The road less traveled

His mother came in his room and said “Let’s go to the United States, pack up your bags.”


Today, Said Lopez, 23, is majoring in business at Citrus College. Lopez was born and raised in Tijuana, Mexico; there he was born three months premature with cerebral palsy which explains why his left leg did not develop correctly.


“You won’t believe me, but I was born as big as a peanut,” Lopez said. The doctors expected the boy to live only a few months, however, Said proved them wrong.


Said Lopez during his time as Senator for ASCC. (Citrus College External Relations)

Said Lopez during his time as Senator for ASCC. (Citrus College External Relations)

Lopez was 16 years old when he moved to the United States with his mother Rosario Casamayor and his brother Mario Casamayor.


The family struggled at first, moving several times while adapting to the new culture. It was Rosario who brought her children to America to learn English, believing it would benefit her sons in the future.


Once they settled in Azusa, Lopez enrolled at Azusa High School, quickly making friends by using humor to make others feel at ease with his disability. He graduated Azusa High School in 2008.


It took two and a half years for Lopez to learn English.


Lopez originally had a visa to stay in the United States, but once it expired, his family was left with a painful decision. Either return to Mexico or stay in America as undocumented immigrants.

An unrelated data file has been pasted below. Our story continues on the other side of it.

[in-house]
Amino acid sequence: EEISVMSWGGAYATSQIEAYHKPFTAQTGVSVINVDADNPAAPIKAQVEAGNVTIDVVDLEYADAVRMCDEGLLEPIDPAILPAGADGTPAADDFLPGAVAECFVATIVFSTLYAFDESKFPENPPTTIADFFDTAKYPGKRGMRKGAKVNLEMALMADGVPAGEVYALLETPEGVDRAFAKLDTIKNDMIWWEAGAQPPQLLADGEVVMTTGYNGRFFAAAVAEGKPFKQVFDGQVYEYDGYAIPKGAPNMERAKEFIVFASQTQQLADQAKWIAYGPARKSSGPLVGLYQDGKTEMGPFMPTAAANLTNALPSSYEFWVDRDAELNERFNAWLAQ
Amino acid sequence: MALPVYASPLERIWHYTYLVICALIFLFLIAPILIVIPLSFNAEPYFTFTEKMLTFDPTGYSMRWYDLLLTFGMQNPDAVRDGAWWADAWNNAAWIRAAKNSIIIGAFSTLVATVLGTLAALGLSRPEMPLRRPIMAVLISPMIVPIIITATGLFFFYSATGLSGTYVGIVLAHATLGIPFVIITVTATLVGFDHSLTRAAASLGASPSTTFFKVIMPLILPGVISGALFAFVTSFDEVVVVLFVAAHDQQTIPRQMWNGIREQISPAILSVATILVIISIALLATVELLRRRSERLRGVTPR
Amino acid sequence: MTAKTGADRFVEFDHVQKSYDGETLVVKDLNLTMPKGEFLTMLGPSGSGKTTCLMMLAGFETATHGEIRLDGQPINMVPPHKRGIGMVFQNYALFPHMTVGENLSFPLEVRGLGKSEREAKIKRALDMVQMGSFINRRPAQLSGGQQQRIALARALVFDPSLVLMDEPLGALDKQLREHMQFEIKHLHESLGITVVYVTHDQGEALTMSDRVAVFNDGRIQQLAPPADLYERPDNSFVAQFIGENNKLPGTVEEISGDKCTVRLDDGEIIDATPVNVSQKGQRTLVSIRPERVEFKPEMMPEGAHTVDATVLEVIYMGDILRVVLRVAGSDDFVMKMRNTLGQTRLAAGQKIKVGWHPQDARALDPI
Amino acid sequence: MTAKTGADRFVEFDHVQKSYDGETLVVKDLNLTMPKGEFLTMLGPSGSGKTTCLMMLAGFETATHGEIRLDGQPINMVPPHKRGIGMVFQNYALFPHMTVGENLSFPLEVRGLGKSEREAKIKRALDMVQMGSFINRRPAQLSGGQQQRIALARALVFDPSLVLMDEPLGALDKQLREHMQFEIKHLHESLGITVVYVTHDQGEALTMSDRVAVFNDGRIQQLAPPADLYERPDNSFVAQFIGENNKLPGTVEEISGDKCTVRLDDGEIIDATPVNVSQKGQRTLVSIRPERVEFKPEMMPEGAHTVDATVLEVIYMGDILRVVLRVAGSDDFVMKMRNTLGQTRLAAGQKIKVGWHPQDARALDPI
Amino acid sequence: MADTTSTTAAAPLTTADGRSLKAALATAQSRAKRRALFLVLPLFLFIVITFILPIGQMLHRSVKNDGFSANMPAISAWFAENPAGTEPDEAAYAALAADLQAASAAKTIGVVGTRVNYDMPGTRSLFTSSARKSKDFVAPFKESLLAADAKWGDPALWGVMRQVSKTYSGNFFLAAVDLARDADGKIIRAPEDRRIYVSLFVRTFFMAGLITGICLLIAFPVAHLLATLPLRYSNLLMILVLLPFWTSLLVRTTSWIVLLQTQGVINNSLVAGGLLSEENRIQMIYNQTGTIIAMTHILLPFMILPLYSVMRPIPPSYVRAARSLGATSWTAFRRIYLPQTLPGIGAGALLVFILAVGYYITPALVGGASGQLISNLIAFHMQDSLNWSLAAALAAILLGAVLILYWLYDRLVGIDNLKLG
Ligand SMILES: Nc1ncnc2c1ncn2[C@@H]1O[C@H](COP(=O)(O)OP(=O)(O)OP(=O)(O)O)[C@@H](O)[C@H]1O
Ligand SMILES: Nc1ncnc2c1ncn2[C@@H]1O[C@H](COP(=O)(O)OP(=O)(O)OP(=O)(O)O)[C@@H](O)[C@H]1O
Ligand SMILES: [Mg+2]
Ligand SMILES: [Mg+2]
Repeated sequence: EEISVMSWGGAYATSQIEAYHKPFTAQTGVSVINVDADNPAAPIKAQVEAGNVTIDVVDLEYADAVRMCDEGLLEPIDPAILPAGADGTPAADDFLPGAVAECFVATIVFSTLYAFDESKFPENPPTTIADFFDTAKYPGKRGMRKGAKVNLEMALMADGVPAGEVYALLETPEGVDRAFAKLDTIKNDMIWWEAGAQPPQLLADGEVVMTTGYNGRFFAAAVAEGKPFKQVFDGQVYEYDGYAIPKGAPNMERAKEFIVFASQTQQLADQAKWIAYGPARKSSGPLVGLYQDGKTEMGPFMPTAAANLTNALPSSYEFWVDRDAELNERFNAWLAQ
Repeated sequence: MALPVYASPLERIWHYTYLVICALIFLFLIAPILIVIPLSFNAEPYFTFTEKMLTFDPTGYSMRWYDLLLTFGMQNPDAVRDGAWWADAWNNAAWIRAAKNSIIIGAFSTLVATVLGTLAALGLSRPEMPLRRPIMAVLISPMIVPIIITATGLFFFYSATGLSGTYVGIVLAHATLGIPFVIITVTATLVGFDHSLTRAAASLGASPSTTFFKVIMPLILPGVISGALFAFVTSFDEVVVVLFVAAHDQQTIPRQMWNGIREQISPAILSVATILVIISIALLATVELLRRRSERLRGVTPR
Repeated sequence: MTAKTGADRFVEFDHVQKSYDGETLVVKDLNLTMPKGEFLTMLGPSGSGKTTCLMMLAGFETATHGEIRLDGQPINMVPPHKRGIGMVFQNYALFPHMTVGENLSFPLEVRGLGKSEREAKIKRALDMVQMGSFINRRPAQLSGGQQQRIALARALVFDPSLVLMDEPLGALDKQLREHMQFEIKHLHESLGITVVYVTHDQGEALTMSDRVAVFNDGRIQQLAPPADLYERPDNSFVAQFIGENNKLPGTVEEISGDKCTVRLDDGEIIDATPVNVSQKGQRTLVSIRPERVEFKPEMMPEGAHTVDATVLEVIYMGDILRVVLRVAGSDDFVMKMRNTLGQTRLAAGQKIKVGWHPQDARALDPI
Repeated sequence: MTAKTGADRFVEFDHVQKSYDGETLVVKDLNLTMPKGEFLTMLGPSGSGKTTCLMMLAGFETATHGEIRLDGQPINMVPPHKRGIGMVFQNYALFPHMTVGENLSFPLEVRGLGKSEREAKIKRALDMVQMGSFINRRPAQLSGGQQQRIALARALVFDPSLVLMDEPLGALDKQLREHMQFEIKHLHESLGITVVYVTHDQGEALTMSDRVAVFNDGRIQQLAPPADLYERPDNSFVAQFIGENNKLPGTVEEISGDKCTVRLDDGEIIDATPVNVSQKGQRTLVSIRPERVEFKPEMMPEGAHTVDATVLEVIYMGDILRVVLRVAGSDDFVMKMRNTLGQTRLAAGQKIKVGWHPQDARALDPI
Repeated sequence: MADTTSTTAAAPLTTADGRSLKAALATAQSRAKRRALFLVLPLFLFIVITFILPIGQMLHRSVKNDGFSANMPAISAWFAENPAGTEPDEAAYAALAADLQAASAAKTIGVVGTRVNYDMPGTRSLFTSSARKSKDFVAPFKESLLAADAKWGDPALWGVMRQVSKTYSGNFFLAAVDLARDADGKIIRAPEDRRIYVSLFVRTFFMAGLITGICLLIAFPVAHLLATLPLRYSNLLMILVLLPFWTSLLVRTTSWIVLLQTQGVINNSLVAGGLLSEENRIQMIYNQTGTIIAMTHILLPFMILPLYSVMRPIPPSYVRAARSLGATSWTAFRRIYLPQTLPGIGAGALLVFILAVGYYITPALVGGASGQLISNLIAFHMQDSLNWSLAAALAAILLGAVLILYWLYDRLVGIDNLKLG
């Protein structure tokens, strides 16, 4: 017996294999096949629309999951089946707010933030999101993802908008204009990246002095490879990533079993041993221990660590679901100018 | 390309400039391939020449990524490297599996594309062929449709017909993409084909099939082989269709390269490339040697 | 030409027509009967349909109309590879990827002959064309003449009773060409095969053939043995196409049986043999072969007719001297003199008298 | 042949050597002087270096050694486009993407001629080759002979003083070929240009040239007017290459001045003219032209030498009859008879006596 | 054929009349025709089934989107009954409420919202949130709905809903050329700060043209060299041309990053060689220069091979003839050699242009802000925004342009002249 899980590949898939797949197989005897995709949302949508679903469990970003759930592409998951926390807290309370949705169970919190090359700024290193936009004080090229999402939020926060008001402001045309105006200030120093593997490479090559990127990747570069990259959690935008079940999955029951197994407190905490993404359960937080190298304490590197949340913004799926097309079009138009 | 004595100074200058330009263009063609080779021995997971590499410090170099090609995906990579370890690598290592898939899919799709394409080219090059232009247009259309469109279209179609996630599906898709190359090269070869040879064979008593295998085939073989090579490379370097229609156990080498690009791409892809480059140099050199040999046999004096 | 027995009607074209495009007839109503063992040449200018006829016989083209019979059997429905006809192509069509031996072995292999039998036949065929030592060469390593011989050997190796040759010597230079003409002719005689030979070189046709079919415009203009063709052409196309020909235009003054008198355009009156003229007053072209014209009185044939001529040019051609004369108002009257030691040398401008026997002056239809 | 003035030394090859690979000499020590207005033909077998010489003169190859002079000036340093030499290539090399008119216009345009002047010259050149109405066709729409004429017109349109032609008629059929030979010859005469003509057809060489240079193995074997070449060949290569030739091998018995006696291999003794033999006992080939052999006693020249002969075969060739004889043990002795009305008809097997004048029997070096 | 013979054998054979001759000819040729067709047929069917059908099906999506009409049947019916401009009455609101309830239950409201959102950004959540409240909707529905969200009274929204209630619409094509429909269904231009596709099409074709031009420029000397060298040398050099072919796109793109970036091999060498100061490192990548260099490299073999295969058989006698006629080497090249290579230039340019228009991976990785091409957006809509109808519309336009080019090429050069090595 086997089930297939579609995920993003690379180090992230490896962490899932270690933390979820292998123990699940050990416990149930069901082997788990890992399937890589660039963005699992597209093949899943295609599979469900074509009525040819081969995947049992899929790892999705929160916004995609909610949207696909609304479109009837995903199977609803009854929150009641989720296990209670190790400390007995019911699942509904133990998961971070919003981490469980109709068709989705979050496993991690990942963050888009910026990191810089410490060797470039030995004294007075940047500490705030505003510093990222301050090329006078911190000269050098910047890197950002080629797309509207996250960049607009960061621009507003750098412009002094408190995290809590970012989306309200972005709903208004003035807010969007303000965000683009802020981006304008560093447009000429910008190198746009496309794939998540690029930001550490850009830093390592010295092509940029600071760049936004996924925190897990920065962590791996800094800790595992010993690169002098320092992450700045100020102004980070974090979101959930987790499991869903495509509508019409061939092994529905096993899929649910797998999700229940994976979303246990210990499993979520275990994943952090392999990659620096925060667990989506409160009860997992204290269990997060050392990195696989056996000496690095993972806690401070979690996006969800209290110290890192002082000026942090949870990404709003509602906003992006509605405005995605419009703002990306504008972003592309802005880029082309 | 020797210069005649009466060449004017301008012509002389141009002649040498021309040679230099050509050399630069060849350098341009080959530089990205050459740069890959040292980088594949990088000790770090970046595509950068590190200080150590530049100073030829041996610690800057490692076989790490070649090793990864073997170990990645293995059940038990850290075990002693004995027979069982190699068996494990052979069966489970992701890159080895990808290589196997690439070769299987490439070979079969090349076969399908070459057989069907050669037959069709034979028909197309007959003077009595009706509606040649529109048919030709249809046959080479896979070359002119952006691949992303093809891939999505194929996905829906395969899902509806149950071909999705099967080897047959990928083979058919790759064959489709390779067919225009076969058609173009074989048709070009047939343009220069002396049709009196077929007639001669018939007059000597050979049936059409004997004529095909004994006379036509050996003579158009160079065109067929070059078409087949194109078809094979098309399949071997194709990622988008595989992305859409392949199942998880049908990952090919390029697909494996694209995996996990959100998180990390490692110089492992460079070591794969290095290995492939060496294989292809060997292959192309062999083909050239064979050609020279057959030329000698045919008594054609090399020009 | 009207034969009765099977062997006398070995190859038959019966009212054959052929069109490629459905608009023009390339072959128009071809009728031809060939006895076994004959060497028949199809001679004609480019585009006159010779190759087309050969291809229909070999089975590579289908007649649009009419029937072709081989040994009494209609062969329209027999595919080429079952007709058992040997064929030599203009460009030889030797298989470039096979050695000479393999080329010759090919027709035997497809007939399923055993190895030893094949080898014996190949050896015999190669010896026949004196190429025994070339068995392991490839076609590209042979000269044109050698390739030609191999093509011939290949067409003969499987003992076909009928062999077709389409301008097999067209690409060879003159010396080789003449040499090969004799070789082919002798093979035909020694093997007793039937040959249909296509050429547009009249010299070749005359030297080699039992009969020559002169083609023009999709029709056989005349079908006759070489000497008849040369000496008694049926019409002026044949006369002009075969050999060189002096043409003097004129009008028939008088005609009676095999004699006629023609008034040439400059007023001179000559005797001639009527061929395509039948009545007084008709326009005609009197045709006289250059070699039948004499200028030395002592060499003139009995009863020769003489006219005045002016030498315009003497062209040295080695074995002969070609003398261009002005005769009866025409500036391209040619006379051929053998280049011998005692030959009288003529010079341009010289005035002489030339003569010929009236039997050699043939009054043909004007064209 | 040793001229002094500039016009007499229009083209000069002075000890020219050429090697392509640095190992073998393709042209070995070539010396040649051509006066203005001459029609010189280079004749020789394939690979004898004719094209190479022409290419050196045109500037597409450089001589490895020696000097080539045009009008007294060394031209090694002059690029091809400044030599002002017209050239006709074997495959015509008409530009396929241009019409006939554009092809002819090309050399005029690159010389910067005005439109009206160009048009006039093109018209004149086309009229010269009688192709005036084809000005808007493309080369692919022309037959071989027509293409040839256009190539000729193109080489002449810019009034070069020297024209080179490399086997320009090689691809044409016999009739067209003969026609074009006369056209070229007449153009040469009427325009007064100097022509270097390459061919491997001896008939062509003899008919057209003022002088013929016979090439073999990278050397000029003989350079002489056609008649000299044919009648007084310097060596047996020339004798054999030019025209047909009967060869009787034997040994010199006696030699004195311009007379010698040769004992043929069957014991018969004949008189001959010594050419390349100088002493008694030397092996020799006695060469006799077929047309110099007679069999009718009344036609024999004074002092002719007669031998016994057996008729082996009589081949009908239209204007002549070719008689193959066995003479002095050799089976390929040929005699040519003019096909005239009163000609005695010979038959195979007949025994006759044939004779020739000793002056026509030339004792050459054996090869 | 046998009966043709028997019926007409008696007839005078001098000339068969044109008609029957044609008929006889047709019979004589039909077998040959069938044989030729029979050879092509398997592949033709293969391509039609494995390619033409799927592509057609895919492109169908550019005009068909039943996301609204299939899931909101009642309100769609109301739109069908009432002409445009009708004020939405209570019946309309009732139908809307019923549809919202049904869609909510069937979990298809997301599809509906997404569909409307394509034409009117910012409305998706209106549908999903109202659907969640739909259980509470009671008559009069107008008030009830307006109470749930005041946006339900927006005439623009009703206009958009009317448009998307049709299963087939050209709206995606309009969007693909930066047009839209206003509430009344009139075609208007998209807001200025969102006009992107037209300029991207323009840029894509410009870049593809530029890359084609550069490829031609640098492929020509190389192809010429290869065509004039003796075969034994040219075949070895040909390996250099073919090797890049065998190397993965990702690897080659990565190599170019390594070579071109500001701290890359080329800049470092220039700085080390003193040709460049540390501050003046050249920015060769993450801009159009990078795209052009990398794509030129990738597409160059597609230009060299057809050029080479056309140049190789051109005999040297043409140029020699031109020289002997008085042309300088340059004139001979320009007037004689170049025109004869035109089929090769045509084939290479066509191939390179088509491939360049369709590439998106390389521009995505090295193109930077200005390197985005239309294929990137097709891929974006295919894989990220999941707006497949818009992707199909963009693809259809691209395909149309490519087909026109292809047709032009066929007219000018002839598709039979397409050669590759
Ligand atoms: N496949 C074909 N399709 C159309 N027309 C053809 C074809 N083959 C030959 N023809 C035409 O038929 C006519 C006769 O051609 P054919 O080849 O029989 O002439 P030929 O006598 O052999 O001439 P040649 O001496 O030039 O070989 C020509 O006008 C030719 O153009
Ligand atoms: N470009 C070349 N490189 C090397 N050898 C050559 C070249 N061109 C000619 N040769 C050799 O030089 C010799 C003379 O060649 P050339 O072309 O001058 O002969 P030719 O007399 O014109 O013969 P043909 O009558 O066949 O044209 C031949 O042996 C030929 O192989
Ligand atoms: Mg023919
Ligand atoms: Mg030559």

His family stayed in America and began the uphill climb to become American citizens.


When he arrived at Citrus College, he wanted to be an advocate for disabled students. Lopez thought the best way to help other disabled students across campus was to join ASCC.


Said won the election and became a Senator in Fall 2012. Life is so beautiful, we should take the time to speak to other people and be involved” Lopez said.


“He is an advocate for disabled students and undocumented students,” said Student Trustee Crescencio Calderon.


His duties included meeting with the Institution Effectiveness Department, this department works on educational planning. Also, he was in contact with DSPS giving suggestions to improve accessibility.


“He is a person we can learn from with the struggles he has gone through,” said Calderon “I’ve see him struggle and I’ve seen him champion.”


Said has found it nearly impossible to carry 12 units. Unfortunately, he does not qualify for financial aid. Said possesses the rare ability to take negative experiences and transform them into inspiring life lessons.


Lopez doesn’t let his physical disability nor his illegal status discourage him from doing what he wants.


Instead he pursues his goals to the best of his abilities.


Lopez thinks his strength and perseverance comes from his friends, who give his life meaning. “I have amazing friends who support me emotionally and spiritually,” Lopez said.


He believes that if he is to succeed, it will be by going to a community college and university, by working, studying hard and being positive.


“He really cares about his personal growth” said Commissioner at Large, Community Relations Art Corral, “and is always looking for ways to be a better person.”


Sometimes Lopez asks himself “Why am I doing this?” but then he thinks about the big picture and remembers the goals he must still accomplish.


Those goals are transferring to a CSU and returning to ASCC for unfinished business.


For instance, “The LB building has disabled buttons that don’t often work,” Lopez said. He also points out that the Campus Center does not have accessible bathrooms.



“He is a good kid,” said commissioner of public relations Brandi Garcia, “he has been through a lot of adversity, not having a solid home foundation and other contributing factors like his physical disability; he’s gone through a lot.”


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